You may have seen this picture doing the rounds in the media. It has the undoubtable shock factor and you probably spent a few minutes trying to shake the bulging eyes, beak-like mouth and chicken legs from your memory.
The woman in the picture (seemingly a sculpture by a Japanese artist at Tokyo’s Vanilla Gallery) has been hijacked and given the name Momo by internet bullies, possible fraudsters and copycats. It’s been inserted into children’s TV programmes on YouTube and a disturbing, but most likely fake, WhatsApp ‘challenge’, according to media outlets across the world.
What is Momo?
Momo is a sinister prank that targets children on social media and video sharing websites. It is a long-running trend that has appeared in numerous forms.
Its origins are sketchy, but it’s far from supernatural. It first appeared online in 2016 and has been used with varying degrees of malice.
It’s resurfaced in the last week in newspapers and on websites with headlines like “suicide game hits the UK.”
The creepy doll is apparently being used to torment people on messaging apps like WhatsApp by hounding them with violent images and dares, encouraging them to self-harm and to take their own lives.
Experts and police have suggested the WhatsApp challenge was run by hackers looking for information.
It appears that there are only a few traceable instances of the ‘WhatsApp challenge’ actually being experienced in Britain.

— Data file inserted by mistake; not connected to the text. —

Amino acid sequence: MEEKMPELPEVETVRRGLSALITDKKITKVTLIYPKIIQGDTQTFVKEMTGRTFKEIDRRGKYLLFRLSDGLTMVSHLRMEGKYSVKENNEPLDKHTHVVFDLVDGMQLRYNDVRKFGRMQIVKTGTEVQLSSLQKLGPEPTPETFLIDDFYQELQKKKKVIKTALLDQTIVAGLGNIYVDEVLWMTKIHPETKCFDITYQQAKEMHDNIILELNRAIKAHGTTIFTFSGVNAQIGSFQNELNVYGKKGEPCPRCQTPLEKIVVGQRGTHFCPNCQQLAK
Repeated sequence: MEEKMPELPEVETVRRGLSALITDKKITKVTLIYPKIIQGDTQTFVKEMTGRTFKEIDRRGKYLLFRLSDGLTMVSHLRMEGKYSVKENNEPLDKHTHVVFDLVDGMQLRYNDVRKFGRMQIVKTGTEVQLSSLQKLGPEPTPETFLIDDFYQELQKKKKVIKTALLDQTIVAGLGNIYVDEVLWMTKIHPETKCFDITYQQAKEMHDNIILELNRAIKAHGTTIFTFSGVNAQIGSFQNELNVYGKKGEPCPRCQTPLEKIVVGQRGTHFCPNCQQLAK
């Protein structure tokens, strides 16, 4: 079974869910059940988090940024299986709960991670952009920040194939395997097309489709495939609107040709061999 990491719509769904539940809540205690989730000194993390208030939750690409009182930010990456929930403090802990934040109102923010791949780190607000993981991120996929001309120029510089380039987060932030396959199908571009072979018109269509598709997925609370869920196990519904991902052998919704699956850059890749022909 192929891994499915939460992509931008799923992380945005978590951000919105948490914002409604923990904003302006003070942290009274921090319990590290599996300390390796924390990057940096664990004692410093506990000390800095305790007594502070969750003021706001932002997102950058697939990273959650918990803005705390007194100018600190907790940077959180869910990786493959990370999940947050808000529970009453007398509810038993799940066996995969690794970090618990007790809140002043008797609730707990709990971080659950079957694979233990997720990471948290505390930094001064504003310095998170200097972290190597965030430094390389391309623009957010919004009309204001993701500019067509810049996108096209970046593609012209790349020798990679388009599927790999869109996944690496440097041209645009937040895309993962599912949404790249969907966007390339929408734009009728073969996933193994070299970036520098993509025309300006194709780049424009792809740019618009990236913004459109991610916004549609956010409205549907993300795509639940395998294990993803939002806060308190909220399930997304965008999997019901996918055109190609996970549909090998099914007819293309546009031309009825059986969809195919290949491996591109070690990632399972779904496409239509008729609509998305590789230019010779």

People in Lincolnshire are more likely to stumble across the horrifying character as a clip hidden in a seemingly innocent video of a children’s cartoon online.
Malicious actors tell watchers to hurt themselves and others, and to be sure not to tell their parents.
We asked people in Lincoln about their experiences.
One person said: “My 14-year-old little sister was sent this in a message six months ago from some bullies at school. She nearly took her own life…. It’s all over YouTube. Please be careful with your children.”
Shannon Humphrey said: “My friend’s daughter found it while watching kiddie surprise toy openings. She screamed which alerted her mum.”
Sian Hope-Johnson also posted her concerns: “It’s going round my daughter’s school. We limit her access to any tech at home but at school they’re free to roam YouTube.”
Others criticised media reporting, suggesting parents’ fears were heightened, but that media panic was more widespread than the app itself.
Lincolnshire Police have put out advice to parents and carers about what they should know about the horror craze, and how they can keep children safe.
They encouraged people to talk regularly with children to explain that the character isn’t real, to be aware and present while a child is using a device and to report or block any malicious content they come across.